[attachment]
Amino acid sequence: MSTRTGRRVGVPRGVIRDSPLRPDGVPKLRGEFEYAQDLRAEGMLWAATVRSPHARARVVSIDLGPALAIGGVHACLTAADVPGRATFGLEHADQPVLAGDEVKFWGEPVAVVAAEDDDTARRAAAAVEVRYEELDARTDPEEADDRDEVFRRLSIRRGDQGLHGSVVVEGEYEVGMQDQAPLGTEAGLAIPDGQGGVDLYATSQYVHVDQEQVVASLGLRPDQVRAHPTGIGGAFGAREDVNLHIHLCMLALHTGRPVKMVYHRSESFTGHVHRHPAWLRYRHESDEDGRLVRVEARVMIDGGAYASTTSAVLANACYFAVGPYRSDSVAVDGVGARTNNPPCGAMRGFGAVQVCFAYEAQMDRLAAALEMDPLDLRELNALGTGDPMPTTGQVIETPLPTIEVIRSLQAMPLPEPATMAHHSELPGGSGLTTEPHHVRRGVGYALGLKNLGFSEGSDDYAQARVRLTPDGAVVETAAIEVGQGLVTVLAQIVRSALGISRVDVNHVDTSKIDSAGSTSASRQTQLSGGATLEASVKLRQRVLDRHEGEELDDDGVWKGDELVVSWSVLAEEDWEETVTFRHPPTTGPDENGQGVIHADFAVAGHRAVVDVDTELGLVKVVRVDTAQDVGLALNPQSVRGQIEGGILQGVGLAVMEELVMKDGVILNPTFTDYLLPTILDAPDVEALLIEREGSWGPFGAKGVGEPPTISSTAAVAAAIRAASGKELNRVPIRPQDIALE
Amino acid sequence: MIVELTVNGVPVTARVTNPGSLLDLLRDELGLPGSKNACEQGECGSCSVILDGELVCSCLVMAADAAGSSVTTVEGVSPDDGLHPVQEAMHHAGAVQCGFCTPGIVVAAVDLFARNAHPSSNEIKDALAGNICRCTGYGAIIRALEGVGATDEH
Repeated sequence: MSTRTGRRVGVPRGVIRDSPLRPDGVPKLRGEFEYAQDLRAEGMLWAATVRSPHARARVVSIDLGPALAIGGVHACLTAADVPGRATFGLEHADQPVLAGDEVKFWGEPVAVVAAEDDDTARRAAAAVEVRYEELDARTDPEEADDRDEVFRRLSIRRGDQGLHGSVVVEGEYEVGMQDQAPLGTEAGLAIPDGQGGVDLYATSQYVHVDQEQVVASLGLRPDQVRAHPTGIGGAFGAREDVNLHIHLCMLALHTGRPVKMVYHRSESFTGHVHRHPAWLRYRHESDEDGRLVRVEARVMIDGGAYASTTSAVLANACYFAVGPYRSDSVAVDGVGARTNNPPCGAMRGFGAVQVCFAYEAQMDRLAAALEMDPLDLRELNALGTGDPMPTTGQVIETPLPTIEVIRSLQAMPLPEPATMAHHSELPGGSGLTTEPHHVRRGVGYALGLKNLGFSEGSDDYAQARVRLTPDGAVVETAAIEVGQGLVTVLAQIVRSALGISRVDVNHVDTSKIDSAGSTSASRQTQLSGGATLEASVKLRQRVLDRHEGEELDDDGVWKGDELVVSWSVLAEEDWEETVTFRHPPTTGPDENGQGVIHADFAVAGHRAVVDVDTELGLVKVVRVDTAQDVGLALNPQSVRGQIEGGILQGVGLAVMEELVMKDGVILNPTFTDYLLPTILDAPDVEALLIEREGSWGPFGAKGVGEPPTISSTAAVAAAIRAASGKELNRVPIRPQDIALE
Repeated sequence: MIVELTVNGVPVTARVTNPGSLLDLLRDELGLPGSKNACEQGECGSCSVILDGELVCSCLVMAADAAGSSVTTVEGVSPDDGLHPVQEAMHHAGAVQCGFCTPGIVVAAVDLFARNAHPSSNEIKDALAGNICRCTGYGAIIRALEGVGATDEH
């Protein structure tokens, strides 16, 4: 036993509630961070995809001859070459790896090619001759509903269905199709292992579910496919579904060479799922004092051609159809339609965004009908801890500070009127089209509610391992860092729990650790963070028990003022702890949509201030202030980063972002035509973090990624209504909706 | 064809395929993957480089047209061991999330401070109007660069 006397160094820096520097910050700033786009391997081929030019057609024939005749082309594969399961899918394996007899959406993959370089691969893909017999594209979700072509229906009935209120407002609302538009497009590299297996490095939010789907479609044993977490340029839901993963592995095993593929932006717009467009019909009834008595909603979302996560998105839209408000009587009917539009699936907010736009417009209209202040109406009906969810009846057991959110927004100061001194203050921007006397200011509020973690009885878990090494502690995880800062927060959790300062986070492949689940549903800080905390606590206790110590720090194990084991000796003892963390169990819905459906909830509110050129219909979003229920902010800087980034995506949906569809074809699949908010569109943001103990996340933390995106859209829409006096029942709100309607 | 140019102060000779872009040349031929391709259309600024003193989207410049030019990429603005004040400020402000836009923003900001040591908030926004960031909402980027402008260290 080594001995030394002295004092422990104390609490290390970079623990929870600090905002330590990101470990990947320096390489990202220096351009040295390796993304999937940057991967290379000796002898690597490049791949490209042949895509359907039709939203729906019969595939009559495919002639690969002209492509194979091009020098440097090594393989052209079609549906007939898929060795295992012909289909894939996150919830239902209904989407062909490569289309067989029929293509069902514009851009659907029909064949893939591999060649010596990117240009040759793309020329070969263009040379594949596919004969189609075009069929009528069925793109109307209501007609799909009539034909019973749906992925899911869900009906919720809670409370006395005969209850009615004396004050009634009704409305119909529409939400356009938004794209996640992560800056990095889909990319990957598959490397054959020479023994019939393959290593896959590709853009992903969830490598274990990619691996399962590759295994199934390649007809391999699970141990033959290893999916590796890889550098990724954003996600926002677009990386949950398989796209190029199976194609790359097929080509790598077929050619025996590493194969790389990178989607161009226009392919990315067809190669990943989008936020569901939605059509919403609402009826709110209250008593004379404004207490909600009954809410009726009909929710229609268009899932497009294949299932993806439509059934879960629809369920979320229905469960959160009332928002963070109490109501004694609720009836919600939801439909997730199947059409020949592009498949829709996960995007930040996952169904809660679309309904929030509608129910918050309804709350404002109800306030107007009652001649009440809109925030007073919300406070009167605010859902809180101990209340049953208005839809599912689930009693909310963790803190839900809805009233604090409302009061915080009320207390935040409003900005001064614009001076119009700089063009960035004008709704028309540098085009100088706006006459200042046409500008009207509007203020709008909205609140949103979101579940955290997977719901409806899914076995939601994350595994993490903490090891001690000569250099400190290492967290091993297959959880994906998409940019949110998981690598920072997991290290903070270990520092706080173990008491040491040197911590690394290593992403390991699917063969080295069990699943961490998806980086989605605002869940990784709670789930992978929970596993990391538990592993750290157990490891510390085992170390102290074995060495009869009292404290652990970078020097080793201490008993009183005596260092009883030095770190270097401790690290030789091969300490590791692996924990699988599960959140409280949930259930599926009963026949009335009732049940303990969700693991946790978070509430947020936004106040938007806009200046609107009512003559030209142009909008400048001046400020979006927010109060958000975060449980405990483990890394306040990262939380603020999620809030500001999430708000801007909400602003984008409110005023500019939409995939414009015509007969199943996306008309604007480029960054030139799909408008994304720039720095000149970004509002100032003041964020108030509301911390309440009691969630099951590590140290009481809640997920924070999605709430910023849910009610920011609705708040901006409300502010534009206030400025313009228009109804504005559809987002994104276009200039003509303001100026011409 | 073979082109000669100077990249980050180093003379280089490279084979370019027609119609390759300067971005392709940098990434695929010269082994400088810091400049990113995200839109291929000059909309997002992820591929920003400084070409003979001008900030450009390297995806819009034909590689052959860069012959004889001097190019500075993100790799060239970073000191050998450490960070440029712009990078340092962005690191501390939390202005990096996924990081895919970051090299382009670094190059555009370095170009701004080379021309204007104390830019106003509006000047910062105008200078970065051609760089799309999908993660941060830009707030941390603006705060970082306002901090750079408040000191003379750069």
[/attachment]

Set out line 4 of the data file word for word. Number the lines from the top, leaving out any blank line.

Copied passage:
Repeated sequence: MIVELTVNGVPVTARVTNPGSLLDLLRDELGLPGSKNACEQGECGSCSVILDGELVCSCLVMAADAAGSSVTTVEGVSPDDGLHPVQEAMHHAGAVQCGFCTPGIVVAAVDLFARNAHPSSNEIKDALAGNICRCTGYGAIIRALEGVGATDEH